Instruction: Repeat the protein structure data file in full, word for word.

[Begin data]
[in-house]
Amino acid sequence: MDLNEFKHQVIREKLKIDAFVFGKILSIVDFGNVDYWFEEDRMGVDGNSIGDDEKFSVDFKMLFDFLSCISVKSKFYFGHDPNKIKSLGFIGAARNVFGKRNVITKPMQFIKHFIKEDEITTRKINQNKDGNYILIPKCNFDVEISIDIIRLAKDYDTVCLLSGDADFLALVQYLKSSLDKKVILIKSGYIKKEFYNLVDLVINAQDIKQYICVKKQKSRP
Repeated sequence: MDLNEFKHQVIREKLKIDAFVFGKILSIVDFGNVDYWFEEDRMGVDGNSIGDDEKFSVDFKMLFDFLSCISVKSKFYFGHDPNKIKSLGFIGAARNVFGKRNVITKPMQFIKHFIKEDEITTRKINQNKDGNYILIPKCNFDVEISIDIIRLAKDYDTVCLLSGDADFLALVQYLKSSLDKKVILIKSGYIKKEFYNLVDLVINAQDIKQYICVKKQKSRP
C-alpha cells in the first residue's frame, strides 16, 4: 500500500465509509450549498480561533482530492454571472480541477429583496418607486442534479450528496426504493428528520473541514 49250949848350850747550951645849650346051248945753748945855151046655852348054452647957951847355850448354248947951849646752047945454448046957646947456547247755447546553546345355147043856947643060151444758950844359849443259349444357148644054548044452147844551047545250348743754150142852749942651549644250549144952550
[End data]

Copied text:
[in-house]
Amino acid sequence: MDLNEFKHQVIREKLKIDAFVFGKILSIVDFGNVDYWFEEDRMGVDGNSIGDDEKFSVDFKMLFDFLSCISVKSKFYFGHDPNKIKSLGFIGAARNVFGKRNVITKPMQFIKHFIKEDEITTRKINQNKDGNYILIPKCNFDVEISIDIIRLAKDYDTVCLLSGDADFLALVQYLKSSLDKKVILIKSGYIKKEFYNLVDLVINAQDIKQYICVKKQKSRP
Repeated sequence: MDLNEFKHQVIREKLKIDAFVFGKILSIVDFGNVDYWFEEDRMGVDGNSIGDDEKFSVDFKMLFDFLSCISVKSKFYFGHDPNKIKSLGFIGAARNVFGKRNVITKPMQFIKHFIKEDEITTRKINQNKDGNYILIPKCNFDVEISIDIIRLAKDYDTVCLLSGDADFLALVQYLKSSLDKKVILIKSGYIKKEFYNLVDLVINAQDIKQYICVKKQKSRP
C-alpha cells in the first residue's frame, strides 16, 4: 500500500465509509450549498480561533482530492454571472480541477429583496418607486442534479450528496426504493428528520473541514 49250949848350850747550951645849650346051248945753748945855151046655852348054452647957951847355850448354248947951849646752047945454448046957646947456547247755447546553546345355147043856947643060151444758950844359849443259349444357148644054548044452147844551047545250348743754150142852749942651549644250549144952550